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Happy New Year

2018 is finally behind us. While I recognize that some probably had a great year, I found the year to be deeply troubling, personally and professionally.

I’m glad it’s gone.

Hopefully, there will be no repeats.

I look forward to 2019, to new beginnings and do-overs. Deciding to leave things behind (when it is possible) is such a wonderful thing. Looking forward to what is possible is equally wonderful.

For this year, I have but one goal: to be unapologetically creative, artistic. That’s my goal. I plan to write like a fiend and to be unapologetic about what comes out. This has been my life-long dream, and now it is time to make it happen.

Let’s go! Happy New Year, everyone!

-K

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Do You Ask Questions During Your Job Interview?

I have a job interview today for an instructor position at a great university in a great location. In my preparations for the job, I have been trying to anticipate the types of questions the interviewers would ask, and fortunately, it is not too difficult to find a variety of interview questions via a quick Google search. From there, it is not too difficult to get a sense of the kind of questions that interviewers will ask.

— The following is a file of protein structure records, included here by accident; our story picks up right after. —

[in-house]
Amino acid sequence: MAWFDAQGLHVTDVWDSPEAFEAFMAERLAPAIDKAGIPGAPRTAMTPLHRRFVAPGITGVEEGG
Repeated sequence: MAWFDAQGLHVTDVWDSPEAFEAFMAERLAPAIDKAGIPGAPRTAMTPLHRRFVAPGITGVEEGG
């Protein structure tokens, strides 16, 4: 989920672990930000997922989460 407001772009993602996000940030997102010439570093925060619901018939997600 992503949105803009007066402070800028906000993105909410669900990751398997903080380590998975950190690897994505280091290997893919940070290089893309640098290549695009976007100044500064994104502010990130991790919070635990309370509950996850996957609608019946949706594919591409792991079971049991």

While doing my Google search, I started thinking about the tone of a job interview. Interviewees can absolutely set the tone of an interview. In fact, they should. Interviewees should always want to give the impression that he or she wants to actively participate in their working environment. Participating in an interview means anticipating the interview questions and asking questions about the culture of the workplace.

At the end of every interview, there is always that moment when the interviewee has the opportunity to ask questions of their prospective employer. Too many interviewees let the moment pass without asking any questions, and that is not a good idea.

A job is where we will spend a good portion of our day. It is a good idea to know a bit about the company environment before accepting the position. Knowing what questions to ask are important, so while prepping for a job interview, job candidates should take some time to think about what questions they need to ask of the interviewer. These questions can range from how companies evaluate and measure success to what type of challenges a new hire might face.